“The most mainstream activity today is to vote and to upload your inked-finger on social media!” : Quote spread on social media channels during voting day, April 9.
Election day 2014 – known as “pemilu” – was good fun for many voters, who celebrated democracy with floods of tweets and Facebook posts. In ballot stations the atmosphere was vibrant and lively.
Voters, especially the younger ones of the internet-savvy generation, took selfie-pictures in front of the ballot stations – sometimes with the staffers – swiftly updating their status just a few minutes after exercising their right to vote. Hashtag #2014 became a trending topic on Twitter (link is external) as users simultaneously shared pictures, comments and predictions throughout the day. By yesterday, many social media users uploaded their purple-colored finger on Twitter, Facebook and Path – the three most popular social media platforms in Indonesia with approximately 65 million total users – proudly displaying their support for the democratization process.
Despite the complexity of the voting system – with people voting on candidates for national, provincial and district parliaments, plus the regional representative council – the process itself was transformed as a cool and fun activity in the eyes of young voters. Many resisted the historical tendancy of unhappy or exasperated Indonesian voters to abstain or vote informally.
“Abstain? No way! Oh come on, today you have to vote, you have to show your political participation!” said Ita Febriany, a 19 year old college student in Makassar, proudly showing her inked-finger after voting for her representatives. Another voter shared her experience taking the initiative to discuss her choices with a political consultant a day out from the election in order to get more comprehensive information about the political parties’ programs and visions, as well as the background of the candidates.
Film director Riri Riza (right) proudly displays his inked finger as evidence of his vote
The National Election Commission publicly stated that there were 153,357,307 registered voters. Significantly, early estimations showed that the number of voters who abstained or didn’t vote at all would decrease, from 29 per cent in 2009 to 25 per cent in 2014. It appears as though the numerous ‘self-initiative’ campaigns that ran in the months preceding this weeks poll, many of which were lead by non-party affiliated public figures and actors, had generated significant voter enthusiasm.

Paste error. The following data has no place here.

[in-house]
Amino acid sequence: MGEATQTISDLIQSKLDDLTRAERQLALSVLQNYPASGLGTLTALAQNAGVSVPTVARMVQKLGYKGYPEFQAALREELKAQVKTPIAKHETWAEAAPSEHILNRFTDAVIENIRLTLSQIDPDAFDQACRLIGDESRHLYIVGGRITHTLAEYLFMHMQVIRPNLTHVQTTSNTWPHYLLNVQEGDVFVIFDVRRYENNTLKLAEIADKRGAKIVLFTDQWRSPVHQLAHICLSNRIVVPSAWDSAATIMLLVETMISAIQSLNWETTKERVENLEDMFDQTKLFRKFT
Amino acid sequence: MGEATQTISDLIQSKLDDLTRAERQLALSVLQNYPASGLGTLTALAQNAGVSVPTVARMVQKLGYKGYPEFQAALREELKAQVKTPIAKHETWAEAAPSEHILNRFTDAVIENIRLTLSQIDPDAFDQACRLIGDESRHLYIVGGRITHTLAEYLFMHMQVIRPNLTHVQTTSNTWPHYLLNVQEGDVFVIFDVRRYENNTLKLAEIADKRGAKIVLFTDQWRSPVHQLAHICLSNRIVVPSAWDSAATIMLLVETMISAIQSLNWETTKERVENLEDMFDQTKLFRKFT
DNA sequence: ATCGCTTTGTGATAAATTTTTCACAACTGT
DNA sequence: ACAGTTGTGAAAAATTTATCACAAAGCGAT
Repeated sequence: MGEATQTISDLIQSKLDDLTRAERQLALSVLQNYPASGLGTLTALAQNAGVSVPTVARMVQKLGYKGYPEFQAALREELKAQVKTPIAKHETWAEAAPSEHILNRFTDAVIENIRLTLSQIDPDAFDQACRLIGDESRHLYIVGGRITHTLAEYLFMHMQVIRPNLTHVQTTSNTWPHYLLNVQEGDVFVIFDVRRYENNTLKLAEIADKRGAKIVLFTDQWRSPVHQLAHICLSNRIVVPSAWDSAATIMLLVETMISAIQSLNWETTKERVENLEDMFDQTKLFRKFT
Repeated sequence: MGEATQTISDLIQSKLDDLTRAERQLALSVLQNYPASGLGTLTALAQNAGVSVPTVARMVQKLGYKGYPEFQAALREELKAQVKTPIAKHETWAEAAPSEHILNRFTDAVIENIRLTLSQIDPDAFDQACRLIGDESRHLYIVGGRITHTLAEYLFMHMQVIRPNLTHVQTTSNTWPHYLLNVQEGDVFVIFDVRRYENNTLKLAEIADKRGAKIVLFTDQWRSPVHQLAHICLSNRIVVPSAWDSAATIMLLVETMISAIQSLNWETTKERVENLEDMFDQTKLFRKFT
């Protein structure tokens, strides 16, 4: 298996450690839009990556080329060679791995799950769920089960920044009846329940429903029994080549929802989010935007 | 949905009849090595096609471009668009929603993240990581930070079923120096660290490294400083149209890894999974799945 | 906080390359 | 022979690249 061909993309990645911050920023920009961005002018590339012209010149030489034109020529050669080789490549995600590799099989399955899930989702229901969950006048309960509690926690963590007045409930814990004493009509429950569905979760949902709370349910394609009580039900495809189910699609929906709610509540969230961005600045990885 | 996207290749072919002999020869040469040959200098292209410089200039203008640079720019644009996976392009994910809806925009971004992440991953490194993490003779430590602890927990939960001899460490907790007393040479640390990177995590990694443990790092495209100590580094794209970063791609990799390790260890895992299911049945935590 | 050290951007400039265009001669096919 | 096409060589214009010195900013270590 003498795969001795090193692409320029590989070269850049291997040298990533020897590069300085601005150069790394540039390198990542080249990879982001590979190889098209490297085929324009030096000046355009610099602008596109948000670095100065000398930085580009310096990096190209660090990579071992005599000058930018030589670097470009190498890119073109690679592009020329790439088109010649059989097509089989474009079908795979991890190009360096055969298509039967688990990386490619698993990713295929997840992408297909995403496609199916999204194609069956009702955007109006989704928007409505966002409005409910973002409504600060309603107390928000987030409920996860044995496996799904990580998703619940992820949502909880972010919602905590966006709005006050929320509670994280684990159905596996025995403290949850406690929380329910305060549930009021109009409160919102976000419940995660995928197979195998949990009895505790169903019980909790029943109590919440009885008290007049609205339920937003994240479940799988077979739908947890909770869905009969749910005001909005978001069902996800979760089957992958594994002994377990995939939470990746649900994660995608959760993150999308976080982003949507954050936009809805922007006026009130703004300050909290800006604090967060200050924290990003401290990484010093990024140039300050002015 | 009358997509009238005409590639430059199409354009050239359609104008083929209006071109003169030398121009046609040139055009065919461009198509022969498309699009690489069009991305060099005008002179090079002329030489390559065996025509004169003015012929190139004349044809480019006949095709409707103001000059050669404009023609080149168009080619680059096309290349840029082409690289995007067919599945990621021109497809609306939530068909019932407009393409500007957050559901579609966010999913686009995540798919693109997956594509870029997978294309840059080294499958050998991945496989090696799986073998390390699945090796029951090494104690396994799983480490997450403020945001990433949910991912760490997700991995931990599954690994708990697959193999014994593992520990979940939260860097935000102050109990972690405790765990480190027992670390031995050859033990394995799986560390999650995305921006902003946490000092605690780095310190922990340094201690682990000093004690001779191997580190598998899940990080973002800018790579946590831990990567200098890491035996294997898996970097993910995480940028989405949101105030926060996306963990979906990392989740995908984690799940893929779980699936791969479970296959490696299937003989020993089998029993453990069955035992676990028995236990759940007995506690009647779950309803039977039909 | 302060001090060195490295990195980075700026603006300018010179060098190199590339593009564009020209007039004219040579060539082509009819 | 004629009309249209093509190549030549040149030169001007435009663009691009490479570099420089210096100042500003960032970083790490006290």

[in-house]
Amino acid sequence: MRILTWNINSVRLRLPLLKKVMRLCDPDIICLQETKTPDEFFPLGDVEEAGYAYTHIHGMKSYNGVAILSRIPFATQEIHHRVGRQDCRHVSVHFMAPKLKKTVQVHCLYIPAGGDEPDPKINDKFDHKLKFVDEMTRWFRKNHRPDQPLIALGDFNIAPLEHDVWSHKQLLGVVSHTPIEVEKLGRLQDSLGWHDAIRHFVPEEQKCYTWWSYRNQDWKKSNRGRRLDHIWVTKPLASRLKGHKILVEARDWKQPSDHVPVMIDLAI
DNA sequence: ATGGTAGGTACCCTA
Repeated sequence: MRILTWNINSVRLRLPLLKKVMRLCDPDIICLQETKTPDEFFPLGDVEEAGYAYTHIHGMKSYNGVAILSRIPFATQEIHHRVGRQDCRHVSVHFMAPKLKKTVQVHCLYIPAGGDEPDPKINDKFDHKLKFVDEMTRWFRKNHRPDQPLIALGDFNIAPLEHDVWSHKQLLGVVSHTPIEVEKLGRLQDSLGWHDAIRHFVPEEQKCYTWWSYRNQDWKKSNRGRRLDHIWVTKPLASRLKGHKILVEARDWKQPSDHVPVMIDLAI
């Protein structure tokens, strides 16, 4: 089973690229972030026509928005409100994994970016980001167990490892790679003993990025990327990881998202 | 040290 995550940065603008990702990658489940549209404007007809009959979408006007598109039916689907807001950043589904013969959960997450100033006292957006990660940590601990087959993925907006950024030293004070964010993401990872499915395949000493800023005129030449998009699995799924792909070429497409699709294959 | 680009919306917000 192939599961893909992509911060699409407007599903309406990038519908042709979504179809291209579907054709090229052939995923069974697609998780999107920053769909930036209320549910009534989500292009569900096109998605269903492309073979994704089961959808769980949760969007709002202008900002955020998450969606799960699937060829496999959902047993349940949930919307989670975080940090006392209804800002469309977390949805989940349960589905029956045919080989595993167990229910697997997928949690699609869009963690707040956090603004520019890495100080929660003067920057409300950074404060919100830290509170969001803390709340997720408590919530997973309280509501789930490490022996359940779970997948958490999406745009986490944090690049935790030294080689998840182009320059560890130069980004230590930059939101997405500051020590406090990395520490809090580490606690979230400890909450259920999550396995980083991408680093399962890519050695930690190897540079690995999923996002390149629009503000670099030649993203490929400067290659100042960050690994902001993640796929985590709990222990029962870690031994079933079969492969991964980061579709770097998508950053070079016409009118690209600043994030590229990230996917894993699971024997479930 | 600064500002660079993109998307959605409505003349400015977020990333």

For most Indonesian people, the election is a “Pesta Demokrasi”, a celebration for democracy. On the streets, the spirit of “gotong-royong” – of communality and working together – was strongly felt by the people.
Ballot stations were built with this spirit, and after the voting was closed at 1PM, people voluntarily stayed on to watch the counting process. Many shouted in excitement as the staffers opened and announced results.
In Jakarta, Surabaya, Makassar and other big cities, the voting day – a national holiday – brought people together, gathering as a community. “I flew back to Jakarta (from Sumba, West Nusa Tenggara) to vote. It’s a good feeling. Once in every five years!” said film director Riri Riza.
In villages and rural areas the spirit of communal celebration was still running high when the ballot stations were packed away at midnight, with audiences gathering to watch the whole voting process from start to finish.
Staffers in ballot stations worked hand in hand with the locals throughout the day; people brought drinks and snacks for those involved while children played amongst the crowds. To add to the festive atmosphere, local businesses participated offered special discounts for customers (link is external). Coffee shops, restaurants, cinemas, theme parks and even cosmetic outlets provided offers such as “buy one, get one free if you show your inked-finger”.